Have to agree with pp - at this age and stage I would be going for tough love. Rewards and sanctions for older DD, rewards and CC for younger. Try and keep as much of the routine in as you can for younger DD e.g. the white noise. Maybe introduce a night time cot buddy - perhaps Santa can bring one? Something cuddly.

JamesAndTheGiantBanana Mon 15-Dec-14 16:46:51

She has had a couple of soft toys in her cot but she's not really interested in them, and one is peppa (her favourite thing on earth usually)

Not sure about controlled crying, I'm reading up on it now. I think I tried something once back in the mists of time with ds but he cried until he was sick. :-/

JamesAndTheGiantBanana Mon 15-Dec-14 17:00:57

I'd be happier with the settle and leave method. She hardly ever cries and I don't want to distress her.

Thanks all! Got some ideas to try. I'll report back.

Asleeponasunbeam Mon 15-Dec-14 17:01:23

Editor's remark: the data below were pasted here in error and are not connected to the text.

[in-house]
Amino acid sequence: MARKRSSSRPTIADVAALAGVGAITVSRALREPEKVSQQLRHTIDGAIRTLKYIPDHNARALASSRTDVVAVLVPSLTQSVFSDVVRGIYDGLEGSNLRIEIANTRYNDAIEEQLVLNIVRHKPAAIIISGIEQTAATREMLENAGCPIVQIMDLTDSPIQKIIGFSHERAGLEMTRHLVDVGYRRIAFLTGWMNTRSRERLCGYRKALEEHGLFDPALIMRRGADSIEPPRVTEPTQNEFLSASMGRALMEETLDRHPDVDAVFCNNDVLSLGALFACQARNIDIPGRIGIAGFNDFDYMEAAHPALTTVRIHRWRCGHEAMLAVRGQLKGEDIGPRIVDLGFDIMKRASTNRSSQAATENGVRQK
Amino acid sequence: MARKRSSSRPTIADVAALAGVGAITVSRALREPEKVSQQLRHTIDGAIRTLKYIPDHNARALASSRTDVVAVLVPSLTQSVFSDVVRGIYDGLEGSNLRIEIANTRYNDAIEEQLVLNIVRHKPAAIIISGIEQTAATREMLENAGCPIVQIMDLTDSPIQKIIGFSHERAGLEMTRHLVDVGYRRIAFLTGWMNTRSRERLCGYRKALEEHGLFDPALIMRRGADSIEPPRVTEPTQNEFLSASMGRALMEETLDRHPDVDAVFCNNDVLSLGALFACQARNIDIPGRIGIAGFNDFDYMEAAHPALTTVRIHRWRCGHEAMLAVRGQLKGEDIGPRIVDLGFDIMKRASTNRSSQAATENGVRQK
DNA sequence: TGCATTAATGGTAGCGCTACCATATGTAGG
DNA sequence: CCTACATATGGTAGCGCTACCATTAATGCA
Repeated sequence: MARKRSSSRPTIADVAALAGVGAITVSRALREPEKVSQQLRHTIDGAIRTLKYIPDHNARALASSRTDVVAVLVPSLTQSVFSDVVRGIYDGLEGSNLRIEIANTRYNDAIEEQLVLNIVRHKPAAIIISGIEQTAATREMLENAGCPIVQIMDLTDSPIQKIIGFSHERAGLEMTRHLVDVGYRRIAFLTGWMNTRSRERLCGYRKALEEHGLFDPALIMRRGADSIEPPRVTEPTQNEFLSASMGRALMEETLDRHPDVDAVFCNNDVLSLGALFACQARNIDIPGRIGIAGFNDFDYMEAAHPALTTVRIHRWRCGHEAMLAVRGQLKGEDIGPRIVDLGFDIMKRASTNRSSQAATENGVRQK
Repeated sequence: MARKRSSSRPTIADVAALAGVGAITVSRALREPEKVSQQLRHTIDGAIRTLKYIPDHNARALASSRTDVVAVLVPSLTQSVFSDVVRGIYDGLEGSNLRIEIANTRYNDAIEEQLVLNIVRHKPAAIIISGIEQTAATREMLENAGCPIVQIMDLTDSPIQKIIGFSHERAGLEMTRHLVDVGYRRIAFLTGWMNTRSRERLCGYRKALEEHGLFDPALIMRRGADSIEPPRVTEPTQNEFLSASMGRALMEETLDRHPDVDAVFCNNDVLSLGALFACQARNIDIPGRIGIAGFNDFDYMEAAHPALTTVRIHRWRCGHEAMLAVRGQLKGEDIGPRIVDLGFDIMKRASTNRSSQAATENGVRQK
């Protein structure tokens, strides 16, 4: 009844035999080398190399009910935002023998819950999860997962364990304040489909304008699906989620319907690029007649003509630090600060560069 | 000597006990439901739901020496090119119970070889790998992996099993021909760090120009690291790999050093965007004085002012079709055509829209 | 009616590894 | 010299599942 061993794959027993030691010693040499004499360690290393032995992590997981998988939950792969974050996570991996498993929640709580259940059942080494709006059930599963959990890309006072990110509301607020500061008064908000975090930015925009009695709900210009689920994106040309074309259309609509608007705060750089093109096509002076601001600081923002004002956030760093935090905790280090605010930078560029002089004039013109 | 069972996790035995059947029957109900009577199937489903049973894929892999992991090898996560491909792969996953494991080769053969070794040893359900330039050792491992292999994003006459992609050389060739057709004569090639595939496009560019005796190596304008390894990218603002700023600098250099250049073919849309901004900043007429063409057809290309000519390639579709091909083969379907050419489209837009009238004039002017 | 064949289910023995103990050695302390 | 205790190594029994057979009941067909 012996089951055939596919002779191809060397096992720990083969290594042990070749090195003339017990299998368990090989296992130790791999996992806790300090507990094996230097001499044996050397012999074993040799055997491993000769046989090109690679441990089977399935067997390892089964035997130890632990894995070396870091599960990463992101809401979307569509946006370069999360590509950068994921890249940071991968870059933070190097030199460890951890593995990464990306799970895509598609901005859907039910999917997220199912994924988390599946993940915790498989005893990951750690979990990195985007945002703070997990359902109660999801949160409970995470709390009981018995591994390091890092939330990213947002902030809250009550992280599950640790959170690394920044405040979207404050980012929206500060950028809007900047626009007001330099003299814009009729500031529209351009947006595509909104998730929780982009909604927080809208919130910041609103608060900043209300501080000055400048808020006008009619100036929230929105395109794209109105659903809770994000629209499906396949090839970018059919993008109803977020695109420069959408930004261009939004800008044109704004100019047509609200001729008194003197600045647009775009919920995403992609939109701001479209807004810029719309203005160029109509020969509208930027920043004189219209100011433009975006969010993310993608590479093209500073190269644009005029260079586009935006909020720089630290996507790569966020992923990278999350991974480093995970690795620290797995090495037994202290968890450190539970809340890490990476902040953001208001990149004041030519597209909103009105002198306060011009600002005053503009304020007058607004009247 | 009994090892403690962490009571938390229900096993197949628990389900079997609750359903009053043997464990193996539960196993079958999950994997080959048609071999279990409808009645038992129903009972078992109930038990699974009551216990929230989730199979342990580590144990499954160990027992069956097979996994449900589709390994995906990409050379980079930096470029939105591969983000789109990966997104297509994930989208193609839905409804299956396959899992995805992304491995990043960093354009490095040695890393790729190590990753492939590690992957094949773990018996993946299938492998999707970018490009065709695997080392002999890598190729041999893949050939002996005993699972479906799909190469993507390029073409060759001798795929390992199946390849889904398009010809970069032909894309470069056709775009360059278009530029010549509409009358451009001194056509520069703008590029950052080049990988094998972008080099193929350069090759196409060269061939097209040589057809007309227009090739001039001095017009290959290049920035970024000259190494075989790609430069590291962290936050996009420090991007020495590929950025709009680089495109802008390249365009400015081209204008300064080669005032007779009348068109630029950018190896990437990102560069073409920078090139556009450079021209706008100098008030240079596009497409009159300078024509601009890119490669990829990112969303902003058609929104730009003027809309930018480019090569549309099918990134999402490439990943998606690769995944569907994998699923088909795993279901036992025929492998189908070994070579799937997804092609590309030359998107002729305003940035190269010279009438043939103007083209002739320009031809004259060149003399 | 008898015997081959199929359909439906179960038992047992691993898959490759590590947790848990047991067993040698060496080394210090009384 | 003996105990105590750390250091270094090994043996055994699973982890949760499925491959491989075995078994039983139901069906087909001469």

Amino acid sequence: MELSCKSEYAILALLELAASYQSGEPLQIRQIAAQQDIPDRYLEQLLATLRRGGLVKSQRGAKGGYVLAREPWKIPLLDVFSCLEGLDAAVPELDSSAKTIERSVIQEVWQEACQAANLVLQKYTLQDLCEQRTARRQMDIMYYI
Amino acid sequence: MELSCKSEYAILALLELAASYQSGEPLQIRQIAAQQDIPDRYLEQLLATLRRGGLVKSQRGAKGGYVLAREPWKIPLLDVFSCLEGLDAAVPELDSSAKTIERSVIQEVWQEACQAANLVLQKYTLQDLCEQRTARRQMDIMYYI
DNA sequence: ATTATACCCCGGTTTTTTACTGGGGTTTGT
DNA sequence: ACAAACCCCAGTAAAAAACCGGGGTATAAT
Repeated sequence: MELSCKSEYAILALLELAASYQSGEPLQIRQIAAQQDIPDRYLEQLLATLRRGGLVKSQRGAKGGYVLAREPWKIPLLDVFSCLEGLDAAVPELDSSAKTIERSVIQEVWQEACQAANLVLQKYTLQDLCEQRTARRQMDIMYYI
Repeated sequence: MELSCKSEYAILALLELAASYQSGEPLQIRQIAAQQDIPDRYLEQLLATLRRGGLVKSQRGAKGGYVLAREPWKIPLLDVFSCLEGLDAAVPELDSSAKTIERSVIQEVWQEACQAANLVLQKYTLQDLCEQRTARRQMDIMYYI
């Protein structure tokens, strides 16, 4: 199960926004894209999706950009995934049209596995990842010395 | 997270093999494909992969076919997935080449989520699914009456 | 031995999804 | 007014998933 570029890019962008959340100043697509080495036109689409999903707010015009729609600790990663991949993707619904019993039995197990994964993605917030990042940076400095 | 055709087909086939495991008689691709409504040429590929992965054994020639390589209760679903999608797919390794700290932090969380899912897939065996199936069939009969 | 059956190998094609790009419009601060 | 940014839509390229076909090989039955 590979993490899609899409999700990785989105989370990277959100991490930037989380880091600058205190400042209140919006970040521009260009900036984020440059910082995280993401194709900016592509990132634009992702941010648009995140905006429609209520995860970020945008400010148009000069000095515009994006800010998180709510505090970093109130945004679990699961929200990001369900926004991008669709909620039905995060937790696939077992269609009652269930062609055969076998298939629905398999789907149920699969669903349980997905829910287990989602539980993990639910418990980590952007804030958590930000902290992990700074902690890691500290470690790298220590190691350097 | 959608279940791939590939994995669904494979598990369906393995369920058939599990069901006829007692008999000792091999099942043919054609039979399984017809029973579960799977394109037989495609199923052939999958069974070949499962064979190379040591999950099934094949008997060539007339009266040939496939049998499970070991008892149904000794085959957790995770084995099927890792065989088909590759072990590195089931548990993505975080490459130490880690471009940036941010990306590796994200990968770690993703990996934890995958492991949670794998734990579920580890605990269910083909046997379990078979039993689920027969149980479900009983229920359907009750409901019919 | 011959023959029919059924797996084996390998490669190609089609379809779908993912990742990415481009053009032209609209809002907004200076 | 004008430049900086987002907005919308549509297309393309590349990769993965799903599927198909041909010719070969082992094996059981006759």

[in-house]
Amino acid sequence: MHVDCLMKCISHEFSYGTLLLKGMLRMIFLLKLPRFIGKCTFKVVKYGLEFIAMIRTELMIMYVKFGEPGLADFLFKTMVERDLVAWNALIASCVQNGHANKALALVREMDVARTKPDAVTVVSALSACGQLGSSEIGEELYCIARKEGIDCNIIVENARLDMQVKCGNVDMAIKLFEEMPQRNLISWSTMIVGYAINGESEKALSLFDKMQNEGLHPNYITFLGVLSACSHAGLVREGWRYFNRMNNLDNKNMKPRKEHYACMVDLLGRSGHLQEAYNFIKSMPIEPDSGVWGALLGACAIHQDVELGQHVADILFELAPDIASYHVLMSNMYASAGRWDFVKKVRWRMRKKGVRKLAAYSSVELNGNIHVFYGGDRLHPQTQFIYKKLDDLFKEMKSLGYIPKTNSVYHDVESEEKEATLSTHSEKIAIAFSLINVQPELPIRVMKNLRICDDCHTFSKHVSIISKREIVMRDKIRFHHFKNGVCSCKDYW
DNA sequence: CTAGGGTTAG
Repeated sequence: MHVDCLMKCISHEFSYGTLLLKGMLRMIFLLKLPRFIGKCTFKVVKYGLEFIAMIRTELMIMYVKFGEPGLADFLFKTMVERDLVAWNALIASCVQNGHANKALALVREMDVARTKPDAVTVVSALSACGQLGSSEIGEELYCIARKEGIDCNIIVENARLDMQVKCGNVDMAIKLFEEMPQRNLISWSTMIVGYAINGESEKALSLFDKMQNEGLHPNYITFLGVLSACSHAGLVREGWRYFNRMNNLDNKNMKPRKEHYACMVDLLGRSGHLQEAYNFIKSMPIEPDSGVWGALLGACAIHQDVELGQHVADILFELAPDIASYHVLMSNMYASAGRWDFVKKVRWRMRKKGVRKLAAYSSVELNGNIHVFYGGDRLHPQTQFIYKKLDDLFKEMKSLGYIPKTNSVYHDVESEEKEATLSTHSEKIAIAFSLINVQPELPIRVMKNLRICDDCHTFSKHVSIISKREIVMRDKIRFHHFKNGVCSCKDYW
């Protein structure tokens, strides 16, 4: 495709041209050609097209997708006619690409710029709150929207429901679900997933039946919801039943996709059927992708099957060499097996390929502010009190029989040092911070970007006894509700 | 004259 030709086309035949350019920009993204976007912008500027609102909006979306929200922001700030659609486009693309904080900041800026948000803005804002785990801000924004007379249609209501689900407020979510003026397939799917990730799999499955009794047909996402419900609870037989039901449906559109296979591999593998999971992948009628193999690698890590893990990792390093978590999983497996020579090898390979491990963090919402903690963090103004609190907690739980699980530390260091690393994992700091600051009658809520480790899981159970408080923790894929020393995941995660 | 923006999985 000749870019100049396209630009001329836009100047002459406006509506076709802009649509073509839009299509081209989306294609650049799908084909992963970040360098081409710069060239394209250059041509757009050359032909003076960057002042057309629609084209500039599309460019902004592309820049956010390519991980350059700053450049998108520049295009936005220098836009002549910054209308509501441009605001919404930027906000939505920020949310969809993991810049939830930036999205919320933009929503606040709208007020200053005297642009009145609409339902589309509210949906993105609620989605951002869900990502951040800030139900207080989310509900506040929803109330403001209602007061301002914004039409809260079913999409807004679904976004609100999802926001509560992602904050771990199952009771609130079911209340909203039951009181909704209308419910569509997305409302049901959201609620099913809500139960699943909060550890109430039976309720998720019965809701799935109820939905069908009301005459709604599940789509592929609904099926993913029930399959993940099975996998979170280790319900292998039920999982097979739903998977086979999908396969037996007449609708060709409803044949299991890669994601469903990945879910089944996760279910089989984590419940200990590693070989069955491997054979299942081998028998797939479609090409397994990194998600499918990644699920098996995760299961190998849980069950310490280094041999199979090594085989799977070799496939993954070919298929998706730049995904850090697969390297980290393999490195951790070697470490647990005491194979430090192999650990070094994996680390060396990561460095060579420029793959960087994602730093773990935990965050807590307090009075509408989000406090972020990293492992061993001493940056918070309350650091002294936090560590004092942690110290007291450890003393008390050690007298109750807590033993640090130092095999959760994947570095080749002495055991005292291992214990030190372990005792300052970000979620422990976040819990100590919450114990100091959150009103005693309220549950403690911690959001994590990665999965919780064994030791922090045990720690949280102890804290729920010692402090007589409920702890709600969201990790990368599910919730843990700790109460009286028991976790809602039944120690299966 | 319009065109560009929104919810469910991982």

Ah, yes, I was very lucky when I did decide to do CC - I think I got the right time for both of them. DD was 14 months and it took one evening. The longest she cried for was nine minutes. DS was younger - just under one I think and feeding to sleep, waking every half hour or so. I was completely exhausted and at the end of my tether. He didn't even cry for nine minutes!

I started at one minute and added a minute on each time, rather than doubling it as is sometimes suggested. It was amazing how well it worked for us. I'm very against it in little babies, but had to try it at this point.

JamesAndTheGiantBanana Mon 15-Dec-14 20:58:43

Oh balls to it, I put her in her chair downstairs, held her hand (no lullabys or white noise) and she's fallen asleep for 8.30. Which means I have Time! Time to iron and wrap presents and sort out my eyebrows which are now huge because I never have time to sit and pluck them!

I'll deal with this another day. (sticks head in sand)

Asleeponasunbeam Mon 15-Dec-14 21:15:49

If that works for you, then do it while it does! Have a good evening.